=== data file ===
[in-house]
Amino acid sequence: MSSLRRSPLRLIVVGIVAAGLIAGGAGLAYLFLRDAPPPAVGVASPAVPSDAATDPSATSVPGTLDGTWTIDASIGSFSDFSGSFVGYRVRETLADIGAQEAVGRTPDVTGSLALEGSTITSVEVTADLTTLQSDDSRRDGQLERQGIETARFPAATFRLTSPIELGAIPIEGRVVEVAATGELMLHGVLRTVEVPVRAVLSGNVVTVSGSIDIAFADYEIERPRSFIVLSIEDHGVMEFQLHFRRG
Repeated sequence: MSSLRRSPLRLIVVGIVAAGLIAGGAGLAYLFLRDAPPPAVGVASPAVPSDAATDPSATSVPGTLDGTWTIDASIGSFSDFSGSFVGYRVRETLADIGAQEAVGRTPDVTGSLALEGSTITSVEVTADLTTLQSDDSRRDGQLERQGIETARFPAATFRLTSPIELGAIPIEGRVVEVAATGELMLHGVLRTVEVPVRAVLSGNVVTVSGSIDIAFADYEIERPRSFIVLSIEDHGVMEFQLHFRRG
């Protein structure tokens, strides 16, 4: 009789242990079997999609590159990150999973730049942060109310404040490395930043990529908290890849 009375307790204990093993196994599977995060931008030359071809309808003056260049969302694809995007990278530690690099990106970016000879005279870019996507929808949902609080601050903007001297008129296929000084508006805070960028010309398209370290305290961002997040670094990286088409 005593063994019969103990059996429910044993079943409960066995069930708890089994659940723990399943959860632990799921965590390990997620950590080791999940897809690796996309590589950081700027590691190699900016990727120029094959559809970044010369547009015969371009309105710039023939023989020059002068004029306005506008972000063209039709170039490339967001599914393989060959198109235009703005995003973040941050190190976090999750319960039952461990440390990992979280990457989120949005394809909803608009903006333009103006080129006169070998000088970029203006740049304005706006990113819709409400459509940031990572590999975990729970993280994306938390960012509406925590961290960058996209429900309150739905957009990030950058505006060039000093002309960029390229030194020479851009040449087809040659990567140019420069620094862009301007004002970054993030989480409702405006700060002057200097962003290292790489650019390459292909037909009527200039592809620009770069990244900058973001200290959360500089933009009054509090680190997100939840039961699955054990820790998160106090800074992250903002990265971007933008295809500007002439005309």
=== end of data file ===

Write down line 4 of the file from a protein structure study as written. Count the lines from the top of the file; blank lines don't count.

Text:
């Protein structure tokens, strides 16, 4: 009789242990079997999609590159990150999973730049942060109310404040490395930043990529908290890849 009375307790204990093993196994599977995060931008030359071809309808003056260049969302694809995007990278530690690099990106970016000879005279870019996507929808949902609080601050903007001297008129296929000084508006805070960028010309398209370290305290961002997040670094990286088409 005593063994019969103990059996429910044993079943409960066995069930708890089994659940723990399943959860632990799921965590390990997620950590080791999940897809690796996309590589950081700027590691190699900016990727120029094959559809970044010369547009015969371009309105710039023939023989020059002068004029306005506008972000063209039709170039490339967001599914393989060959198109235009703005995003973040941050190190976090999750319960039952461990440390990992979280990457989120949005394809909803608009903006333009103006080129006169070998000088970029203006740049304005706006990113819709409400459509940031990572590999975990729970993280994306938390960012509406925590961290960058996209429900309150739905957009990030950058505006060039000093002309960029390229030194020479851009040449087809040659990567140019420069620094862009301007004002970054993030989480409702405006700060002057200097962003290292790489650019390459292909037909009527200039592809620009770069990244900058973001200290959360500089933009009054509090680190997100939840039961699955054990820790998160106090800074992250903002990265971007933008295809500007002439005309």